I have a picture for instance: Once I was in a church and Jesus was on the cross and he said “Psst, c'mere, get me down. I've been up here 2000 years. I'm trying to get to the graveyard.” And I took him off the cross and we're leaving the church together and alarms went off and great searchlights went off all over the cathedral. Monks came out and jumped on us and they started beating us up. And they took him and they put him back up on the cross and they threw me out. And I said, “I'm gonna tell!” And as they were throwing me out the door the monks said, “Who's gonna believe you, nigger?” So, those are the kind of pictures that I get.
--Richard Pryor, 1983 interview
TO CALL RICHARD PRYOR the greatest stand-up comic of his generation is just so inadequate a measure of the man, his gifts, his power, his insight, his towering and continuing influence on the whole of American culture that the praise would be funny, if it weren't so sad. It's like calling William Shakespeare the greatest Elizabethan playwright.
Perhaps Pryor's most imitated talent was his method of giving voice to everything. He shoots car tires and they whine. His dick speaks to him. His freebase pipe speaks to him. His heart attack tells him he should have thought twice before eating all that pork.
But that's Pryor's most imitated technique because it's the easiest and most conventional to absorb. Even listening back to Pryor's albums or watching his famous concert videos it's hard for younger folks to understand Pryor's titanic impact. It's not just that he said and did things you weren't supposed to say or do even in jest. Or that his gift for filth and fearlessness in skewering racial shibboleths have been absorbed by all of comedy. It's that Pryor's performing style was at once so personal and idiosyncratic and at the same time so inclusive, so inviting, so magnanimous, that Pryor's most personal and conflicting character traits became ours. An angry need to skewer even the weakest coupled with a heartbreaking empathy for the victimized, a fatalistic, I-don't-give-a-fuck attitude coupled with a profound faith in the ability of the human spirit to heal-- it all made sense at least as long as Pryor was on the stage.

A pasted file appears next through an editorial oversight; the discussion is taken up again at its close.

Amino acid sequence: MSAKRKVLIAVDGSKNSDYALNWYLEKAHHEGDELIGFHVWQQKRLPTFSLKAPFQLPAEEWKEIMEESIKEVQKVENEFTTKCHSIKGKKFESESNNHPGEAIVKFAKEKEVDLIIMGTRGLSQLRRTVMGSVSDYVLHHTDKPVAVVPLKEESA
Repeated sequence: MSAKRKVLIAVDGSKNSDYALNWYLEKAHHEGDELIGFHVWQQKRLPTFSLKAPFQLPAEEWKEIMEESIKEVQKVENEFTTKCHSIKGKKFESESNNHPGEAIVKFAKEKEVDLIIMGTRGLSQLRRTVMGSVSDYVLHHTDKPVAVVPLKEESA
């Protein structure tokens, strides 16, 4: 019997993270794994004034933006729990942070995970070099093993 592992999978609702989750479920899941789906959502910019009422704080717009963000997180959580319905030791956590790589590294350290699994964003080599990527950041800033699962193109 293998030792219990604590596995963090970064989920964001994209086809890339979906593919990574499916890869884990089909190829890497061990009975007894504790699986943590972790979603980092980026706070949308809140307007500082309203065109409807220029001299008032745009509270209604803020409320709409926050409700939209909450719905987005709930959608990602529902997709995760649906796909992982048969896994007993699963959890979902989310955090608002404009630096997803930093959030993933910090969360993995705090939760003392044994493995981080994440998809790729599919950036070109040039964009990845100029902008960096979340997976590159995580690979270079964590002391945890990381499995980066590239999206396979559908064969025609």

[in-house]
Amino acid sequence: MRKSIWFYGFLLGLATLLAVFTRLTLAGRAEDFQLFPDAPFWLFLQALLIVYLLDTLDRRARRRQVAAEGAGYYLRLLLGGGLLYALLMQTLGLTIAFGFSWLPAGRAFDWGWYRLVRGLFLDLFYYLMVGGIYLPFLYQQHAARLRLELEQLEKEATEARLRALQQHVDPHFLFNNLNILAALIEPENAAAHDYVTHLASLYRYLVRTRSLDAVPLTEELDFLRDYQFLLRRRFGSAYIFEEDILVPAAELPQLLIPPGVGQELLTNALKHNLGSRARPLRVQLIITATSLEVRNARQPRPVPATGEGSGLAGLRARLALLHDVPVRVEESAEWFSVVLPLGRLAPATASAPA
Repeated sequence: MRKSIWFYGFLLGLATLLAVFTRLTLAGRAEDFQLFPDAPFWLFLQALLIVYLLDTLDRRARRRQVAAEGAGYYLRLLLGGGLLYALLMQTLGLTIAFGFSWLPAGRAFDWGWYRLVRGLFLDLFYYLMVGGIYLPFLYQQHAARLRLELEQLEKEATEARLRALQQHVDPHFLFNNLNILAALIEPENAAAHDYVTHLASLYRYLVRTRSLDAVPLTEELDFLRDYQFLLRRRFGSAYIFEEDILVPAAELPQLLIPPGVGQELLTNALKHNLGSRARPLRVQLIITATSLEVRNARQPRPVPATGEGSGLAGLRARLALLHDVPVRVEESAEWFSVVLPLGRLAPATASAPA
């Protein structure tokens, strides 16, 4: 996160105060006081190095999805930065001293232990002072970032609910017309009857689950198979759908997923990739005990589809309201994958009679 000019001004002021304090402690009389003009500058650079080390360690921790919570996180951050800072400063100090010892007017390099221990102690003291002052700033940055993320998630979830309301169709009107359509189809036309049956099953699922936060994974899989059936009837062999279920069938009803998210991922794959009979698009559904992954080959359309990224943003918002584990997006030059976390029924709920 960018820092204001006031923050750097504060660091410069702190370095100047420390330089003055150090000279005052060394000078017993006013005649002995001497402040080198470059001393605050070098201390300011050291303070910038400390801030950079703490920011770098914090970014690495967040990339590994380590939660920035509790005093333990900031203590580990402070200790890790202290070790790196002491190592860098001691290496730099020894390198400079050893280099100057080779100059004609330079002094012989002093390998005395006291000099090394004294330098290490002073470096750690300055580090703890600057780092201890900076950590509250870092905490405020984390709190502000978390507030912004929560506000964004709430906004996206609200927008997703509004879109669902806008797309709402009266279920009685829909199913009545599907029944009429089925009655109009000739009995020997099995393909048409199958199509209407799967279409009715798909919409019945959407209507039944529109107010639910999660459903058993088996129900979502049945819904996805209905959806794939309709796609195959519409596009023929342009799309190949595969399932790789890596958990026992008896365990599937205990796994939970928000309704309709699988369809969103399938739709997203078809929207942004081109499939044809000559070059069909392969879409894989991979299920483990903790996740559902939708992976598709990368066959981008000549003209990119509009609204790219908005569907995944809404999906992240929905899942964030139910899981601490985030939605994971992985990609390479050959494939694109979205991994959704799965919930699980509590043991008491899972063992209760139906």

In his early years Pryor's great theme was our darkest, least often confronted secret feelings about race. In the wake of the civil rights movement many in white America believed tacitly that they finally understood the black experience; that black Americans were finally free. Pryor more than any other individual in pop culture punctured the veil of the polite middle class racial ambivalence that swallowed and stifled open discussion about race in the years after the passage of the Voting Rights Act. He forced white people to understand how black people saw them, and black people to understand how they saw themselves. It was an act of transformation and perception, like something straight out of Herman Melville's Benito Cereno.
(In 1856 Herman Melville wrote a story called Benito Cereno about a white sailor who boards a Spanish ship and has a conversation with the ship's captain while the captain's African slave shaves him. The American sailor marvels at the solicitousness of the slave, Babo, and at how well the slaves are treated—eating well and spending much of their time above deck. It is only later revealed that the slaves on the ship had revolted, and the slave leader Babo was keeping the captain in line during the interview holding a blade to his neck in the guise of grooming. The story is a brilliant take on race and racial misperception in America on the eve of the Civil War as readers' assumptions about race are manipulated by Melville's skillful and darting turns of perspective.)